Vianney Décarie was a descendant of an old Quebec family. His grandfather, Barthélémy Thélesphore Décarie, was a major landowner, whose farms stretched through the west end of present-day Montreal and the village of Notre Dame de Grace. The Décarie Expressway bears the family's name.
The provincial government established the University of Montreal's École normale supérieure. In 1961, he was named director. The school offered a higher standard for teaching both university and high school instructors, and eventually became the university's faculty of education.
His work called for a more robust post-secondary system: a research council, better peer review and a body to implement best practices for university administrators; all of which preceded the Parent Commission.
He published L'object de la métaphysique selon Aristotle, one of the most important books on the philosopher. He obtained the Doctorat d'État from La Sorbonne and was featured in the pages of Paris Match.
He made enemies with his political writing and general exploration. There was still resistance to open-mindedness among the clergy who ran the university. A Le Devoir editorial criticized the university for not recognizing Pierre Trudeau's value; after Décarie complained to the rector of the university, Trudeau was hired.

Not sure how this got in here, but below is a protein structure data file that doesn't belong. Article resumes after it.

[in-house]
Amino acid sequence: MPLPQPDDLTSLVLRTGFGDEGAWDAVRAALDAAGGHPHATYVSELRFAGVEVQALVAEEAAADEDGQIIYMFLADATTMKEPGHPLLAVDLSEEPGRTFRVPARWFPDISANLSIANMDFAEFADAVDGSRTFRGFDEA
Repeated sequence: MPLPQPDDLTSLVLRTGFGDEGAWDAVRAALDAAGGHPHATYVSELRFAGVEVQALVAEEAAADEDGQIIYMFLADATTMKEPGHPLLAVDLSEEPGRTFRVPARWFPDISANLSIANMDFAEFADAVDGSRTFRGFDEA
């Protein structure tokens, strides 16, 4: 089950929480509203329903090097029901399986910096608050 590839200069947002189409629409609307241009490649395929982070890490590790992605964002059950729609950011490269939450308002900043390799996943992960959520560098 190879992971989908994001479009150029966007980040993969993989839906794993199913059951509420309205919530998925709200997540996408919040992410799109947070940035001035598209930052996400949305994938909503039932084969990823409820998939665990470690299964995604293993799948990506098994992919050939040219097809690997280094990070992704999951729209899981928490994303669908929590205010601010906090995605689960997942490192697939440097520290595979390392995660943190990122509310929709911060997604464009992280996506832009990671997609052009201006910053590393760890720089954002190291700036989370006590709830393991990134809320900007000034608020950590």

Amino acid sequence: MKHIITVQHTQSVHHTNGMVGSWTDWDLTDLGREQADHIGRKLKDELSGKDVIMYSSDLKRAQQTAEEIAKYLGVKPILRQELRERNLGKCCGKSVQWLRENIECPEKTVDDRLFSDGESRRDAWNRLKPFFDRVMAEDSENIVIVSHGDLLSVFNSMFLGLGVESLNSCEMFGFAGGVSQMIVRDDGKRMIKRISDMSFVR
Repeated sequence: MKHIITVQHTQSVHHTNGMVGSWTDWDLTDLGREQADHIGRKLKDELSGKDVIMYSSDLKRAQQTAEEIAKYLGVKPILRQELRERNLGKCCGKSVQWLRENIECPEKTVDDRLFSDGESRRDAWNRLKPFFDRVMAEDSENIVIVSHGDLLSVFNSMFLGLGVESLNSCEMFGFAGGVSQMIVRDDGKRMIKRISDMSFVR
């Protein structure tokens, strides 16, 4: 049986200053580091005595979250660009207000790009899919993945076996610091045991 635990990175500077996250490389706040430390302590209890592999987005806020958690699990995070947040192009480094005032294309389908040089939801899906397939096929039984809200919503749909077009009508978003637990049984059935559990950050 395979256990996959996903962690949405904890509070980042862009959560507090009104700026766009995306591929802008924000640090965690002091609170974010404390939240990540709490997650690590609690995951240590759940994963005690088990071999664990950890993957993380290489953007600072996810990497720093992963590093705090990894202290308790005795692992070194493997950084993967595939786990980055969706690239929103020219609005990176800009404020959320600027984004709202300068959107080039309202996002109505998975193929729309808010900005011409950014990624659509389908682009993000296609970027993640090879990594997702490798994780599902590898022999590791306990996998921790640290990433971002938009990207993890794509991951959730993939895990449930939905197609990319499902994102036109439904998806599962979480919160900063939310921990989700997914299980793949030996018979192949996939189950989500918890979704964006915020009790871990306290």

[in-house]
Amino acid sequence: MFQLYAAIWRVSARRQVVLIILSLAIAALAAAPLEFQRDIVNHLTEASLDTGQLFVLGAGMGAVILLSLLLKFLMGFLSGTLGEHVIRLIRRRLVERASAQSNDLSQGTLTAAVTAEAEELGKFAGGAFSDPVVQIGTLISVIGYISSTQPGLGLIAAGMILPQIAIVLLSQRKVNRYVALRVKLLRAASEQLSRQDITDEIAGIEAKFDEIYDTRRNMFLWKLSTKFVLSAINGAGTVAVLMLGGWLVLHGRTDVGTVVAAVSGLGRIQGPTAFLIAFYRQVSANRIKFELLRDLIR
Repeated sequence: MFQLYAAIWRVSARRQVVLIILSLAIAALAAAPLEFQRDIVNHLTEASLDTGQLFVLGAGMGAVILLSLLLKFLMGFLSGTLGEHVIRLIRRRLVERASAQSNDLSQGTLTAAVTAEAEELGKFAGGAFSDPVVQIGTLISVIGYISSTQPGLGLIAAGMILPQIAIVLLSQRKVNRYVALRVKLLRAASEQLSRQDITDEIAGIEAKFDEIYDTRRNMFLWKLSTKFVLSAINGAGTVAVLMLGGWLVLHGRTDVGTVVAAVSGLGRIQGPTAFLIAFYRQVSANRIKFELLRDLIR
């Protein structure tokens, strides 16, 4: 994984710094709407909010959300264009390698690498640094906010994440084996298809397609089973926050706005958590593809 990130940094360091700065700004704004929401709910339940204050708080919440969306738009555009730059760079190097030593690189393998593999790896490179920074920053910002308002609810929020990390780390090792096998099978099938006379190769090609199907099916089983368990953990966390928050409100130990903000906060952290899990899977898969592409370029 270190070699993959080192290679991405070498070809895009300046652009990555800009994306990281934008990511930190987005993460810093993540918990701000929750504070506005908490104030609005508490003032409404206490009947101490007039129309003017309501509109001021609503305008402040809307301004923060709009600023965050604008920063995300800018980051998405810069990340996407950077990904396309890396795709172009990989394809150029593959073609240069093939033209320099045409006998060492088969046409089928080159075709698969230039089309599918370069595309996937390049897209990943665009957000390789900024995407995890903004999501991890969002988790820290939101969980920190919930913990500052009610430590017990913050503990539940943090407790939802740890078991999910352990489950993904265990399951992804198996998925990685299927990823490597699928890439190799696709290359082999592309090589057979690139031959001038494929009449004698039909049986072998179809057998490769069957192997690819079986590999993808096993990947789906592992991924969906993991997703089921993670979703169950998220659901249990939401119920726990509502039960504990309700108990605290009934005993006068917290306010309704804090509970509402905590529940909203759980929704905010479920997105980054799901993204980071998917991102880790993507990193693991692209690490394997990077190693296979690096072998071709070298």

Décarie was an occasional writer for the political magazine Cité Libre.
Décarie also played a role in the early career of Charles Taylor, whom he hired as a professor in the early 1960s.
His widow is Thérèse Gouin Décarie, a pioneering researcher on early childhood development. His children are Pascale, Dominique, Jean-Claude and Emmanuel. He went to church every Sunday, but respected his children's religious choices.
His love of language was passionate, and was moved by the construction of ancient Greek words. That passion for language spilled over into a short-wave radio obsession, listening to foreign broadcasts.